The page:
Here's a quick look at two takeaways from last month's Union of Concerned Scientists' webinar on setting science narratives.
1. STEMedia.org and Nehemiah J. Mabry
Put the work of engineer & STEM communicator Nehemiah Mabry on your radar for inspiration and direction. He launched STEMedia to motivate young people to choose the fields of science, technology, engineering, and math (STEM). BUT what was even more exciting to me was his passion for using the arts as a key strategy for engaging kids in the work.
An bridge design engineer by training, Mabry argues that scholarship should not change its rigor or approach. Rather, he says, once your study is complete, then it's time to get thinking about how to expand its impact in creative ways.
He recommends you ask yourself, "What art form can I place this in?" Consider outsourcing the execution of your ideas if you don't think you have the creative skills to achieve your vision. Mabry cites "Dance Your PhD" and "Dumb Ways to Die" as two artful ways of expanding your research impact. (At the time I'm writing this, the Dumb Ways to Die video has 144,772,926 views.)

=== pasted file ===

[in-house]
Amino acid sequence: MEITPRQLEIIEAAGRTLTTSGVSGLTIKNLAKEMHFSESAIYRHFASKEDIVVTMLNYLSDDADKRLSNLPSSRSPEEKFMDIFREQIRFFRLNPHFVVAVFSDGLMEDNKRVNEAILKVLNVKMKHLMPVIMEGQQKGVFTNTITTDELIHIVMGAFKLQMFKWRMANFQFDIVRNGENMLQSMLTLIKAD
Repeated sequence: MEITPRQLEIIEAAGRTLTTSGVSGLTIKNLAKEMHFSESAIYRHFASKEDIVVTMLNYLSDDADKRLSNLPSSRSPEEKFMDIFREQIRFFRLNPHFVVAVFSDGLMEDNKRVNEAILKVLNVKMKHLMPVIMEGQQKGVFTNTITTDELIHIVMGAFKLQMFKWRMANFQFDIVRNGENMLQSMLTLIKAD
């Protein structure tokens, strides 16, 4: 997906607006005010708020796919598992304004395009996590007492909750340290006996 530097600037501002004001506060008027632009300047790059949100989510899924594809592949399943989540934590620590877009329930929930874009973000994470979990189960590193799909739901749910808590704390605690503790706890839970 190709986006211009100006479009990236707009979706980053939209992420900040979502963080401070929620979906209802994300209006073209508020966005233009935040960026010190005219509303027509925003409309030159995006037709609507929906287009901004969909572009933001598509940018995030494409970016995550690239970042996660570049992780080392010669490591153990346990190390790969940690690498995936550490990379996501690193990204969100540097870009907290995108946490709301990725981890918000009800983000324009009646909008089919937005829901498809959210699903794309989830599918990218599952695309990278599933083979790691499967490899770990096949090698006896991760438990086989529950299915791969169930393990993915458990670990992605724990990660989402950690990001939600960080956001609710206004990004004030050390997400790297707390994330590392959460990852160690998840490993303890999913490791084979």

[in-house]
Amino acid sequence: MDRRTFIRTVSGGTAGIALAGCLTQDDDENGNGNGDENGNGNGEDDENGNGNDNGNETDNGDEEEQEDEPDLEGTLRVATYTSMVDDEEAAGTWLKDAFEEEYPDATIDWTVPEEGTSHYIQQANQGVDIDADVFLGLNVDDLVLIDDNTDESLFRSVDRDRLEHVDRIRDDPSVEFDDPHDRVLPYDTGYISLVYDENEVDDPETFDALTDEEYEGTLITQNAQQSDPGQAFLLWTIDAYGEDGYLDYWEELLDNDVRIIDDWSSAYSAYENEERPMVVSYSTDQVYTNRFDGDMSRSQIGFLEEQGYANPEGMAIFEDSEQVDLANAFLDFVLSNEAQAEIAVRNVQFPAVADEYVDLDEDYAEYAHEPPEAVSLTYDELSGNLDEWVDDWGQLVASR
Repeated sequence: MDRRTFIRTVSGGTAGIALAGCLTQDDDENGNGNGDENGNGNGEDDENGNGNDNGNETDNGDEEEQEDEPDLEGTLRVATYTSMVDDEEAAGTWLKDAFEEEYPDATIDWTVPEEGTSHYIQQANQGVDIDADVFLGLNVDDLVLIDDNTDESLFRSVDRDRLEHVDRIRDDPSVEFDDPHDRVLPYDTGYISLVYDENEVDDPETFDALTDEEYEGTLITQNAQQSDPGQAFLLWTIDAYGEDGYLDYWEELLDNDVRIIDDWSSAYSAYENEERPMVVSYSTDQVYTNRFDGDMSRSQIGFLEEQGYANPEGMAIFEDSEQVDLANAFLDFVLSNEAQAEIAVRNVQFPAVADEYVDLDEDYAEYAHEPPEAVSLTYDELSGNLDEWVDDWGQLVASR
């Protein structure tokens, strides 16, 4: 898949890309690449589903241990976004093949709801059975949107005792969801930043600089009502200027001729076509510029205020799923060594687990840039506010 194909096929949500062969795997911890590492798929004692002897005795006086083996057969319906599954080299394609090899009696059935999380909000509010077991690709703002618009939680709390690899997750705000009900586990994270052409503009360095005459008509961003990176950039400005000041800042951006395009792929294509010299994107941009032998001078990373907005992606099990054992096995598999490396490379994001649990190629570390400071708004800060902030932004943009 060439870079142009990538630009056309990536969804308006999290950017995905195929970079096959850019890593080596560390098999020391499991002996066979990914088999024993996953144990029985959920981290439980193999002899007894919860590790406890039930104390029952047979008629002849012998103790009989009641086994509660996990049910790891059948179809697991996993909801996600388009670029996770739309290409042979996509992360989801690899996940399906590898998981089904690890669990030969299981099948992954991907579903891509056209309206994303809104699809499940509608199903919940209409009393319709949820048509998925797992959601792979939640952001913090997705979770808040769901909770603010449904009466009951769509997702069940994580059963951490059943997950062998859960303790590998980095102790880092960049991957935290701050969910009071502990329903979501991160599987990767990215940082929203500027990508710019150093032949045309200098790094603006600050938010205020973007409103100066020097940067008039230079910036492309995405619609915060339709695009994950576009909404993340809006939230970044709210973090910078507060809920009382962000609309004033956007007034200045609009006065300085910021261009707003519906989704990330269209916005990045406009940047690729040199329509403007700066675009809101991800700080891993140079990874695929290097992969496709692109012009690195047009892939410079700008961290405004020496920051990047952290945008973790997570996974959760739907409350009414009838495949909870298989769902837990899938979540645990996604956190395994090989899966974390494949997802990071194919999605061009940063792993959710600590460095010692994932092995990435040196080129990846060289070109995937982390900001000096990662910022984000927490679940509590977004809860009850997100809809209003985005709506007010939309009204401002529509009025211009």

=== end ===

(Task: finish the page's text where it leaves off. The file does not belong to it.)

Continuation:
Mabry also believes that aligning scientists with approaches used by other creative thinkers can help break through to skeptical audiences. "If something looks cool, they're going to stop and at least consider it," he said.
2. Three Steps to Structuring an Effective Conversation with a Climate Skeptic
Maybe because my work keeps me in close contact with university profs and scientists, I only recently ran into my first conversation with a climate skeptic. Now I understand why we all need a conversational crib sheet in our back pocket. So grateful to UCS for boiling it down to these three easy-to-remember steps.
1. Listen, genuinely and respectfully.
2. Make three points:
It's happening now.
We have a choice about it.
3. Then be sure to say that 90% of scientists agree on those three points.
Good to have a game plan and to see others embracing the arts & science comms phenomenon.
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